At a morning news conference, Emanuel named four people to head up a special task force that will have four months to look around the country, take expert testimony and rewrite the city's ethics ordinance, which hasn't been updated since 1997.
The mayor argues that the current ordinance is outdated and vague and that it limits the city's ability to crack down on corruption and waste.
Some people believe it's no coincidence that Emaneul's announcement came on the same day that former Gov. Rod Blagojevich was being sentenced for corruption.
Emanuel's office, however, says the mayor has been working on the changes for a while. Emanuel says believes that creating a task force is the right thing to do, and it is necessary to clarify what he is calling "the rules of the road."
" I am not interested in a reform agenda sitting on the shelf. I am interested in enacting reform and change when necessary," said Emanuel.
"We're not doing this in reaction to something. We are proactively doing it. That is a big difference. I did not wait for something to happen. I am trying to get ahead of it to set clear rules," the mayor said.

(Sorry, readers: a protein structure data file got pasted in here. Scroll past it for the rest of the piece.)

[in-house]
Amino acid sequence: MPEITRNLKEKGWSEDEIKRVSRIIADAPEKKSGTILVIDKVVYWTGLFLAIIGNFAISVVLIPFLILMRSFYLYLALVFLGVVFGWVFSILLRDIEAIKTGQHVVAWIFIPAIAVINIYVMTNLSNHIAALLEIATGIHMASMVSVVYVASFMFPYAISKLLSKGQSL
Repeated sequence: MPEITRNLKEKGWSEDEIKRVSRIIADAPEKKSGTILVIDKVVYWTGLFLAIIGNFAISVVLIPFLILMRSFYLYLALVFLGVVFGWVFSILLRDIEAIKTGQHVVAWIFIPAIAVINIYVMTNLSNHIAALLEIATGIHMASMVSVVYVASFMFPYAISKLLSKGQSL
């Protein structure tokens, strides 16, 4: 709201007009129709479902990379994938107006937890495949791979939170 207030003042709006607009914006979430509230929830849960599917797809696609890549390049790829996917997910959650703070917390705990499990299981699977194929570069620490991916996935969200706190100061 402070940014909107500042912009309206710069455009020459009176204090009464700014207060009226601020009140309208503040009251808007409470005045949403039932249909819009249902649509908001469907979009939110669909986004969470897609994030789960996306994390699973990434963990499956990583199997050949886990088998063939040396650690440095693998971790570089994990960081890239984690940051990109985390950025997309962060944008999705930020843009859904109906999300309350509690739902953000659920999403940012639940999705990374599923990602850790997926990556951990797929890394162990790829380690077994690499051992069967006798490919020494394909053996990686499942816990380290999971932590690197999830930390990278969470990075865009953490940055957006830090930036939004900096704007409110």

The task force will be headed up by Cindi Canary, the former director of the Illinois Campaign for Political Reform.
"My colleagues and I look forward to taking a deep look at the ethics ordinance as it exists, looking at how it is put into practice, and recommending how it can be strengthened to ensure that all of the officials and employees of the city of Chicago are held to the highest standard," said Canary.
Other members of the task force will include a former state senator, a former federal prosecutor and an alderman.
At the end of the four months, the group will present its findings and make recommendations.
ABC7 is told no topic will be off limits.